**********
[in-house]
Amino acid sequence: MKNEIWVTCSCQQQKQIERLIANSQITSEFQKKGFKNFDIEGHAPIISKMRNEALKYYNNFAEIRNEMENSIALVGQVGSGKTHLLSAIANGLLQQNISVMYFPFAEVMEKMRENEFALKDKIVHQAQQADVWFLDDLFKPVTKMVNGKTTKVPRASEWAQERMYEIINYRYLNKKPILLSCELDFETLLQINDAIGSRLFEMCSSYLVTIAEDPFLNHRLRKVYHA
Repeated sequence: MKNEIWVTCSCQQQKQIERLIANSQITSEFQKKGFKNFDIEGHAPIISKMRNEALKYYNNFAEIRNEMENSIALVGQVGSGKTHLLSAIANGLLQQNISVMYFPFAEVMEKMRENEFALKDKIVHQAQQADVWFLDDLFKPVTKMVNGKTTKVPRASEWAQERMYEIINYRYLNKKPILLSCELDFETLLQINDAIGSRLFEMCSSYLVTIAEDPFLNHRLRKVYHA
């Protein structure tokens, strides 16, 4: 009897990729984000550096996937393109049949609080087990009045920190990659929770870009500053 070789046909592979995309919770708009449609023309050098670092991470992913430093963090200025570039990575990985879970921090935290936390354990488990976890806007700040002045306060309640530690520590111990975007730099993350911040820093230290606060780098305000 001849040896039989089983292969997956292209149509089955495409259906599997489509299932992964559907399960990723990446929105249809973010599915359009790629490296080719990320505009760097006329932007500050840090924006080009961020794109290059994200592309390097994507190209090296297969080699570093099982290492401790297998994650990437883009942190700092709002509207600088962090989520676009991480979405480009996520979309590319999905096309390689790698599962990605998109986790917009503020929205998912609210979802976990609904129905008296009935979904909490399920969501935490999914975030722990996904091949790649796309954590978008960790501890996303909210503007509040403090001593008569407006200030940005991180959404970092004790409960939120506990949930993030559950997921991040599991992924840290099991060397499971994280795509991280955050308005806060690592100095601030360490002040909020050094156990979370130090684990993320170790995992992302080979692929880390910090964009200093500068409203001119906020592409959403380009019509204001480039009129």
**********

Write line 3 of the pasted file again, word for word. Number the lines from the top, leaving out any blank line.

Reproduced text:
Repeated sequence: MKNEIWVTCSCQQQKQIERLIANSQITSEFQKKGFKNFDIEGHAPIISKMRNEALKYYNNFAEIRNEMENSIALVGQVGSGKTHLLSAIANGLLQQNISVMYFPFAEVMEKMRENEFALKDKIVHQAQQADVWFLDDLFKPVTKMVNGKTTKVPRASEWAQERMYEIINYRYLNKKPILLSCELDFETLLQINDAIGSRLFEMCSSYLVTIAEDPFLNHRLRKVYHA